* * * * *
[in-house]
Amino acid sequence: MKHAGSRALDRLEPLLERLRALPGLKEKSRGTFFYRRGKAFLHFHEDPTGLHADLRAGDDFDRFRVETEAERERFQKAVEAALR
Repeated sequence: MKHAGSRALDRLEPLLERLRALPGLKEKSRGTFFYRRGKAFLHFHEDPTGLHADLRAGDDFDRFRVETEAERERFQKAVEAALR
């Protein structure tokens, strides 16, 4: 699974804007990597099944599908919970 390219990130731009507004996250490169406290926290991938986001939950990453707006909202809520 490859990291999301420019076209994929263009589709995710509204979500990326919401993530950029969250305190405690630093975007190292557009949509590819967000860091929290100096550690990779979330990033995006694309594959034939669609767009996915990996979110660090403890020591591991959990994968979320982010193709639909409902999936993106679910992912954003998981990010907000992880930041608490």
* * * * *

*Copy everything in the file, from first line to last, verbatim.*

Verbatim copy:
[in-house]
Amino acid sequence: MKHAGSRALDRLEPLLERLRALPGLKEKSRGTFFYRRGKAFLHFHEDPTGLHADLRAGDDFDRFRVETEAERERFQKAVEAALR
Repeated sequence: MKHAGSRALDRLEPLLERLRALPGLKEKSRGTFFYRRGKAFLHFHEDPTGLHADLRAGDDFDRFRVETEAERERFQKAVEAALR
């Protein structure tokens, strides 16, 4: 699974804007990597099944599908919970 390219990130731009507004996250490169406290926290991938986001939950990453707006909202809520 490859990291999301420019076209994929263009589709995710509204979500990326919401993530950029969250305190405690630093975007190292557009949509590819967000860091929290100096550690990779979330990033995006694309594959034939669609767009996915990996979110660090403890020591591991959990994968979320982010193709639909409902999936993106679910992912954003998981990010907000992880930041608490």